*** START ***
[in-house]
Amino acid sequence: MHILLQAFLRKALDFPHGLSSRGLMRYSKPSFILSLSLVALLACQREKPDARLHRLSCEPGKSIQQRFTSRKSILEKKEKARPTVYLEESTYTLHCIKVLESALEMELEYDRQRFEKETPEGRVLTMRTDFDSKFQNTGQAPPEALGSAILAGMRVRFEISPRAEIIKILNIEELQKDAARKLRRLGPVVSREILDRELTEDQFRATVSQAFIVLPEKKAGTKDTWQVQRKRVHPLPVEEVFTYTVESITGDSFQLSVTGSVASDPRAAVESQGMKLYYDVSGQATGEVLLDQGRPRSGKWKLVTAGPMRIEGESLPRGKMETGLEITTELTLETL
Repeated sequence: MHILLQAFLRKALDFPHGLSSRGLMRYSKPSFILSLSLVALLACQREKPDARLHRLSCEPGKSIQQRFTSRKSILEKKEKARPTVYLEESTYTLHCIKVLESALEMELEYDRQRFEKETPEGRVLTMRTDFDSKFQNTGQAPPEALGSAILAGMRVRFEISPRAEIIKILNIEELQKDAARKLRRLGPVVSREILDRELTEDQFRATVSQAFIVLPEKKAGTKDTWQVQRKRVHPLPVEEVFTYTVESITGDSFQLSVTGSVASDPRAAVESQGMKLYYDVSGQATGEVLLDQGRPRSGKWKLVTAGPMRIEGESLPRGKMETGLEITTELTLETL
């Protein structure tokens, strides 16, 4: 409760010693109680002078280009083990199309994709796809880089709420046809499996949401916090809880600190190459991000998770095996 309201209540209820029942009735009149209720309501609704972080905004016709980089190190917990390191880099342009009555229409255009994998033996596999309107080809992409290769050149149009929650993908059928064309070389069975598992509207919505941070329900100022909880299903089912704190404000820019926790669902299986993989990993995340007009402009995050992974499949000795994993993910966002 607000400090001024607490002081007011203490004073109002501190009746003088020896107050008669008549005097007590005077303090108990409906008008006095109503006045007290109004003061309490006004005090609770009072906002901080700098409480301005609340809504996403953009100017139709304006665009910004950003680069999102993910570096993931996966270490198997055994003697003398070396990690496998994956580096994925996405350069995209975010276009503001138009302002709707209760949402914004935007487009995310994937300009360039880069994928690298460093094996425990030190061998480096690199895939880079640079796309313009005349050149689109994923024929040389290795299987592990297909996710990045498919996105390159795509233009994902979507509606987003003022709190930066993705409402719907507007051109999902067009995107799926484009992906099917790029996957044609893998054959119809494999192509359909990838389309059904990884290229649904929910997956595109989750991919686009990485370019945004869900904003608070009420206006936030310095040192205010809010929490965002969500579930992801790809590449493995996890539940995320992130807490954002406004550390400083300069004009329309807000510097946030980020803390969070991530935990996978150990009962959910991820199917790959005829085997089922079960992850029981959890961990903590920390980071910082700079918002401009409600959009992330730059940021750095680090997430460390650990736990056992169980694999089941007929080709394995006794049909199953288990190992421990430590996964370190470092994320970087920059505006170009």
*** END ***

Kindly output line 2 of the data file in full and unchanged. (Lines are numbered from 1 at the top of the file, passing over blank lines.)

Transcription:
Amino acid sequence: MHILLQAFLRKALDFPHGLSSRGLMRYSKPSFILSLSLVALLACQREKPDARLHRLSCEPGKSIQQRFTSRKSILEKKEKARPTVYLEESTYTLHCIKVLESALEMELEYDRQRFEKETPEGRVLTMRTDFDSKFQNTGQAPPEALGSAILAGMRVRFEISPRAEIIKILNIEELQKDAARKLRRLGPVVSREILDRELTEDQFRATVSQAFIVLPEKKAGTKDTWQVQRKRVHPLPVEEVFTYTVESITGDSFQLSVTGSVASDPRAAVESQGMKLYYDVSGQATGEVLLDQGRPRSGKWKLVTAGPMRIEGESLPRGKMETGLEITTELTLETL